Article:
El Salvador castaway Alvarenga finally arrives home
A castaway from El Salvador - who says he spent more than a year adrift in the Pacific - has finally arrived home.
Jose Salvador Alvarenga, 37, was met by family members and officials after flying from the US.
He was found washed up two weeks ago in the Marshall Islands. He says he left Mexico for a trip in a boat in December 2012 with a friend who died on board.
He apparently survived the 8,000km (5,000-mile) ordeal by catching fish, birds and turtles with his bare hands.
For fluids, he claimed to have drunk urine, rainwater and the blood of birds.
Mr Alvarenga was rescued on 30 January by people living on the island of Ebon Atoll.
He was found dehydrated and suffering from back pain and swollen joints.
Mr Alvarenga landed at El Salvador's international airport, near the capital San Salvador, at about 20:00 local time on Tuesday (02:00 GMT Wednesday) after flying from Los Angeles.
"We are happy he is coming back after so much time," his cousin Marisol Alvarenga was quoted as saying by the AFP news agency.
"He could have died. But thanks to God my cousin is a warrior, because I don't know what would have happened to another person," she added.
At the airport's VIP lounge, Mr Alvarenga was met by El Salvador's foreign minister and other government officials.
Dozens of journalists also gathered at the airport.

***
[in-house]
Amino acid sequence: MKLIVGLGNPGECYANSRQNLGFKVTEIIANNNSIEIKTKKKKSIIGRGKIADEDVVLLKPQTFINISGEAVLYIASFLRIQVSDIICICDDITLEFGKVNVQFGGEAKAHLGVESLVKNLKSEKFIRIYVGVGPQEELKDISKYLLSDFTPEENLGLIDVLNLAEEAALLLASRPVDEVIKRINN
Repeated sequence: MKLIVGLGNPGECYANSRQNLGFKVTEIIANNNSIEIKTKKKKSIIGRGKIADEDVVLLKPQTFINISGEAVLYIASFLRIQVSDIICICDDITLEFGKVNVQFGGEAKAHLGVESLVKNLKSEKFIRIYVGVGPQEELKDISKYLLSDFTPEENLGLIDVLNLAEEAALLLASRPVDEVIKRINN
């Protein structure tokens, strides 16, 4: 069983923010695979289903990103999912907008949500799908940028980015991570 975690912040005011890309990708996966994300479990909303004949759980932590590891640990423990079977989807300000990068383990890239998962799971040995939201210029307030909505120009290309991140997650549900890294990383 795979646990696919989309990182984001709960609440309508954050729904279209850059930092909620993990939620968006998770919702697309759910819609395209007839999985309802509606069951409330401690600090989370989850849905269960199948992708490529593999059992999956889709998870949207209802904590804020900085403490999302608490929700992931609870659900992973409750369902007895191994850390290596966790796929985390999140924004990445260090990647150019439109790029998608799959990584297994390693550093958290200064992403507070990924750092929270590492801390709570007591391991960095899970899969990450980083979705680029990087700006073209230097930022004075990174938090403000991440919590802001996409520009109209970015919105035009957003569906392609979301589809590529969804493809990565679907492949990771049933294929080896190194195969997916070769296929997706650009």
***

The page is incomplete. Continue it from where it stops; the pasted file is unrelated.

On his way from the Marshall Islands Mr Alvarenga had long stopovers in Hawaii and Los Angeles, where doctors had checked his health and ability to continue the trip.
Mr Alvarenga will now undergo further checks before a decision is taken whether he should stay overnight in a local hospital or can return to his coast fishing village of Garita Palmeira.
The family of his younger friend say they want to speak to Mr Alvarenga to find out more about how their son died, and what happened to his body.
Known as Ezequiel, he is believed to have starved after being unable to eat raw birds and fish.
Three Mexican fishermen were rescued off the Marshall Islands in August 2006 after what they said was about nine months drifting across the Pacific Ocean.
They survived on rain water, seabirds and fish.
Castaways from Kiribati, to the south, frequently find land in the Marshall Islands after ordeals of weeks or months at sea in small boats.